What You Should Know About a Bridge in Your Mouth

07/12/2017

Dental bridges are very common, low-risk, affordable, and time-tested treatments to replace missing teeth. Generally, it's called dental bridges because of the fact that it actually bridges the gap between teeth you lost. A characteristic bridge can be used when you lose tooth/teeth with artificial teeth that are called pontics and are held in place by abutments or 2 dental crowns.


These replacements that are used in a dental bridge are produced from different materials such as gold or silver amalgam, but most of the time porcelain is used for considerations of your aesthetics.

It will result in a fully restored smile due to its appearance and function. They can be attached to dental implants, which don't rely on the support of your natural teeth. Implant restorations of your teeth mimic your missing teeth's structure in entirety, which includes their roots. Therefore, it makes this method very stable and the strongest one that is available to secure bridges.

It doesn't matter which type you receive because bridge restorations have a lot of practical and aesthetic benefits. It will restore your oral health and dental functionality. But best of all is that due to aesthetic advances and the new technology of today, they are almost impossible to tell apart from your natural teeth.

Who can receive bridges?

Almost anyone that is missing 1 - 3 teeth next to each other can receive dental bridges. Yet, partial removable or fixed dentures might be better for patients that have a lot of teeth missing.

Your other teeth in the area of missing teeth or around it serve as a foundation for bridges, and that's why they should be decay free and structurally sound. If you experience any kind of gum disease, your dentist needs to treat the condition prior to placing your bridge.


Patients that can receive implant-supported bridges

With an implant procedure, the teeth are fitted to implants that go into the patient's jawbone. To be considered for implant-supported bridges they need to have enough volume of healthy bone that can support these posts.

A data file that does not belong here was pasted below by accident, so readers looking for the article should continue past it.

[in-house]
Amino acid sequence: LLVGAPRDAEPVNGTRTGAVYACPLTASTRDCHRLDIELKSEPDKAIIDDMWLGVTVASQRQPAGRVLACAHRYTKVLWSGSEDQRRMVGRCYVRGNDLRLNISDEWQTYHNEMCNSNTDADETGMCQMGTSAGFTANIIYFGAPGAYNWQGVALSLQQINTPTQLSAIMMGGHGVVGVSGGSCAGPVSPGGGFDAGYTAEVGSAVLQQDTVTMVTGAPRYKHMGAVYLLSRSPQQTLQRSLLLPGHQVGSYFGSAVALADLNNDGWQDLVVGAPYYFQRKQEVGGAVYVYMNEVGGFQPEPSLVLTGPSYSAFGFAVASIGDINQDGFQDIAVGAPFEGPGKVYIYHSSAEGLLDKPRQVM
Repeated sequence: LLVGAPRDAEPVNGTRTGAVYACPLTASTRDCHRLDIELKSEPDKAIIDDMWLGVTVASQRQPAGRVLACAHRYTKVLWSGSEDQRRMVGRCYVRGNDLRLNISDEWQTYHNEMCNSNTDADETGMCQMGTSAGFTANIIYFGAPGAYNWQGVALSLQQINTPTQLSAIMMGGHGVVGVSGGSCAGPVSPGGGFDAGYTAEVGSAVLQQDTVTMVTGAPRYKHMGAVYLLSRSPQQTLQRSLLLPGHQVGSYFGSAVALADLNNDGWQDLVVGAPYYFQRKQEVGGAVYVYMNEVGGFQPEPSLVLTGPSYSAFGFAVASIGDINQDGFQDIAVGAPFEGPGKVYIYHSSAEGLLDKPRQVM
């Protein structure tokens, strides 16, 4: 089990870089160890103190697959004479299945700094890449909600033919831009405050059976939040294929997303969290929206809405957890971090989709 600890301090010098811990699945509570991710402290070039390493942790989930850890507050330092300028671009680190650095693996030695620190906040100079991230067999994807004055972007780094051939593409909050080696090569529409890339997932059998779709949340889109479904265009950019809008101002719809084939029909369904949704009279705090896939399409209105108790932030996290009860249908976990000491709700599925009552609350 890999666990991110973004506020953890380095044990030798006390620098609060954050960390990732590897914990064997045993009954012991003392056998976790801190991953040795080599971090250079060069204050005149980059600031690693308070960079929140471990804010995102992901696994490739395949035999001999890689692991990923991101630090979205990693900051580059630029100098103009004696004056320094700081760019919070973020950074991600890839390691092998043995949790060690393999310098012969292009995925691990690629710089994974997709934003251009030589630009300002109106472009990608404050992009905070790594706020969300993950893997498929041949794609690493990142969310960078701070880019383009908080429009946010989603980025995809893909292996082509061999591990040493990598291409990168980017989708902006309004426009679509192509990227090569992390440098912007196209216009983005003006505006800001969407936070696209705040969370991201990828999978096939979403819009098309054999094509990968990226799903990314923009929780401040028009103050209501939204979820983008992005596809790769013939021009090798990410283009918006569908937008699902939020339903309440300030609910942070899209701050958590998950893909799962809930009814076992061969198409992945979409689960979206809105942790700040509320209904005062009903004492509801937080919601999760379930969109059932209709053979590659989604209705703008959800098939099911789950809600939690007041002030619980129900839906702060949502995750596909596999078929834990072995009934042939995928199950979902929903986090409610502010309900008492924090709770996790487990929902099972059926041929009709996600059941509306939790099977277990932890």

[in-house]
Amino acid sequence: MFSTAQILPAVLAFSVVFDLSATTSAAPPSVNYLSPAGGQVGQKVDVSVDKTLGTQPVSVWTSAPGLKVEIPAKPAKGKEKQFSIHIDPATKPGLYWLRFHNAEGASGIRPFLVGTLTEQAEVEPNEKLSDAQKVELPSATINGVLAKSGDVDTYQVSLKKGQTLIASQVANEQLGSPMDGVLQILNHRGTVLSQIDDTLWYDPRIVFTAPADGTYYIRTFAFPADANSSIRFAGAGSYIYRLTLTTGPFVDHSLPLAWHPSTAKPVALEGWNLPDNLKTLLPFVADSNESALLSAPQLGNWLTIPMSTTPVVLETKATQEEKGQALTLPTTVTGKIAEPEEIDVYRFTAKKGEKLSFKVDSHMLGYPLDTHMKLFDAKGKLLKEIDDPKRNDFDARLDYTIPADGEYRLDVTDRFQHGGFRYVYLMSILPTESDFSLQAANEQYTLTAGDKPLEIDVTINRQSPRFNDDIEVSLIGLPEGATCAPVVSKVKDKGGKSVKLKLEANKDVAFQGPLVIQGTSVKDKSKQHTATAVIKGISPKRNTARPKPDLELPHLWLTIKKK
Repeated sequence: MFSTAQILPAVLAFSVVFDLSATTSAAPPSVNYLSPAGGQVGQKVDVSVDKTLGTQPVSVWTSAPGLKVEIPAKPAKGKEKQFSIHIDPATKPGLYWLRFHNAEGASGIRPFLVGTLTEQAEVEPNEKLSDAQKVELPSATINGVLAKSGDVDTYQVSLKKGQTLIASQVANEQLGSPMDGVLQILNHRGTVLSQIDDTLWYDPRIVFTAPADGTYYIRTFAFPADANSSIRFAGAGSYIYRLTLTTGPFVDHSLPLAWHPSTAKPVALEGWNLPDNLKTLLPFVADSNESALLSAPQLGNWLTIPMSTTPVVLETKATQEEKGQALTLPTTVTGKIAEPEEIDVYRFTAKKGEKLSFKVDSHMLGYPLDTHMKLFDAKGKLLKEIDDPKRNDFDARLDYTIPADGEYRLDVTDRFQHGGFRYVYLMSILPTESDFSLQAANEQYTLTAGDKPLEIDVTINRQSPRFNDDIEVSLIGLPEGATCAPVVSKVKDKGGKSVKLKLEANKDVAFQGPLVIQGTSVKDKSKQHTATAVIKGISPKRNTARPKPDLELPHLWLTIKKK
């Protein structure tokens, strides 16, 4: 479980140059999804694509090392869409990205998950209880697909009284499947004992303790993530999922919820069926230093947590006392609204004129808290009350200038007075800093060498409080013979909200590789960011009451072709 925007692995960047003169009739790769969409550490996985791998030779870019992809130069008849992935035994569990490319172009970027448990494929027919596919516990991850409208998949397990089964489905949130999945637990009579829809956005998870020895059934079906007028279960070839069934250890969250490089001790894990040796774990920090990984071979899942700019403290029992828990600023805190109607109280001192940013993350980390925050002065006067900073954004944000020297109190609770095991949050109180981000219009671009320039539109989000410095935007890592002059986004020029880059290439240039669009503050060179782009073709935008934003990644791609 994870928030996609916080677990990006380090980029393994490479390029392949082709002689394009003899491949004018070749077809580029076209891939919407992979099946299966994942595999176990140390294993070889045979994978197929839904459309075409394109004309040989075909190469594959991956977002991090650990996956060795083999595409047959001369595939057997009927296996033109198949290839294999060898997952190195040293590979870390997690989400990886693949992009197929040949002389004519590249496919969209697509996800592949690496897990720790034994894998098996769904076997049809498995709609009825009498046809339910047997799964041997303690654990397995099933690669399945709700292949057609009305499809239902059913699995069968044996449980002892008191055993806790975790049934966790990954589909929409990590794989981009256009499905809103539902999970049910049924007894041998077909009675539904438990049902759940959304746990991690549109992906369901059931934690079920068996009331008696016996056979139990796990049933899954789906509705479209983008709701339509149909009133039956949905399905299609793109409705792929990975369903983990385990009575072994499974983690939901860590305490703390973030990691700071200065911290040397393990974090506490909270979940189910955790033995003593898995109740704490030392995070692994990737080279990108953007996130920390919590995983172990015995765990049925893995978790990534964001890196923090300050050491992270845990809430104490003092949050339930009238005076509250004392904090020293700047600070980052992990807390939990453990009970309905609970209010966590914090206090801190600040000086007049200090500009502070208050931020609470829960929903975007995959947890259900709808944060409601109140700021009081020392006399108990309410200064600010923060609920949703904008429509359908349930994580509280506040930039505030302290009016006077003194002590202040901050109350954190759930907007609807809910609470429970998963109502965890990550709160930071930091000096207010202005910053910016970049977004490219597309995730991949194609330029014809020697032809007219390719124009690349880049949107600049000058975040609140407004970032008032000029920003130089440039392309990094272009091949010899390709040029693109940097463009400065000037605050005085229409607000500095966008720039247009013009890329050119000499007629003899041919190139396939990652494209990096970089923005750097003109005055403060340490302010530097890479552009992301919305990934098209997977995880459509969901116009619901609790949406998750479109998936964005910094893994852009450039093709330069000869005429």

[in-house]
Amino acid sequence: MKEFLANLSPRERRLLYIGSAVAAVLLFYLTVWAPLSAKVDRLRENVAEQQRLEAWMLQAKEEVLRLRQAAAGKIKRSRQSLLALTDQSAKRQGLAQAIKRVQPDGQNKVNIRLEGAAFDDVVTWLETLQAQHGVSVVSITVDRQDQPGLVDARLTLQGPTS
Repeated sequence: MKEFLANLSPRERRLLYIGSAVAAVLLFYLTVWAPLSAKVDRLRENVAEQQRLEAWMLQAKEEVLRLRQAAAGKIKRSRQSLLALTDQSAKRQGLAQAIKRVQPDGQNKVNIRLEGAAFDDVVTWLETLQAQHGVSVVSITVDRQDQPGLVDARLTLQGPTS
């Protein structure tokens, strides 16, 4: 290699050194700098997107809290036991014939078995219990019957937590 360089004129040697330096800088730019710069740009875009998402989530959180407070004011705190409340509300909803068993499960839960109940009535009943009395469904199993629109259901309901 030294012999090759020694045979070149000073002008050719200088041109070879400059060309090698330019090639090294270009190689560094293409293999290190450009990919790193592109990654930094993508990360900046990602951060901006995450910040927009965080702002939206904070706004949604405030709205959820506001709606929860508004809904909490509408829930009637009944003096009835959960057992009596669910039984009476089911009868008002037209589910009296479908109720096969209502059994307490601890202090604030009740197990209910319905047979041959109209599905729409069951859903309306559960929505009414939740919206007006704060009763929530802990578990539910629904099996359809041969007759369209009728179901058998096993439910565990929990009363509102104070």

Because degeneration of bone is very common as a side effect of losing a tooth, the dentist must complete a thorough examination to determine whether the patient will be a candidate to receive implant-supported bridges. Depending on this outcome, the dentist can then decide if a patient needs other procedures before carrying on with the bridge.

Some of the different types of bridges that are available

Traditional

Two crowns are needed to support the bridge on each side where the gap is, and generally, the crowns go onto the top of adjacent teeth. The dentist must reshape close-by teeth in order to create space for the bridge.

Cantilever

For this procedure, your dentist only needs to crown one of the adjacent teeth. Only one crown is required and can support the total restoration that normally consists of 2 pontics. It's not usually recommended for back teeth as molars bear nearly all the force of a person's bite. Thus, the bridge can be subjected to damage or it may even collapse.

Implant-supported

This bridge is a frequent alternative to your traditional bridge that is crown-supported. With its titanium post that is placed into your jawbone and by using the abutment, it's possible for the dentist to secure the custom-fabricated restoration straight into your implant post. This implant is like a new root for your tooth that can allow a long-lasting, durable restoration and with the proper care, will last forever.

Some materials that are used

Different types of materials are used for bridges. Your dentist will initially discuss the options with you and help you to make a choice that can suit your aesthetic goals and health needs best.

Metal alloys, gold, and silver

Your metal bridge restoration is the type that is most durable and the strongest. They won't require as much alteration as what your normal tooth structure may need. However, restorations with metal bridges won't correspond well with your smile, and that's why the dentist will only suggest them for your molars because it doesn't show when you smile.

Porcelain that is fused to the metal

These restorations also known as PFM, consist of a metal base that provides stability and strength. It's coated with a porcelain shell that is carefully selected to match your own teeth's color. Although, after some years this shell can start to erode and it will leave you with a smile that is tinted a slight gray.

With only porcelain

Many patients choose a restoration with all-porcelain because of their high life-like appearance. They are weaker than metal because it's thicker and requires extra alterations to your supporting teeth. They can also cause some wear and tear to your other close by teeth. Though advanced porcelain dental can blend flawlessly with your natural smile.

Zirconia

This is a dental ceramic type that is advanced with nearly the same strength as metal. They typically won't require a lot of alteration, the same as metal to your normal tooth structures. There is a wide variety of shades available and your dentist can assist you in getting a nearly perfect match for your smile. It can virtually make then indistinguishable from your ordinary teeth.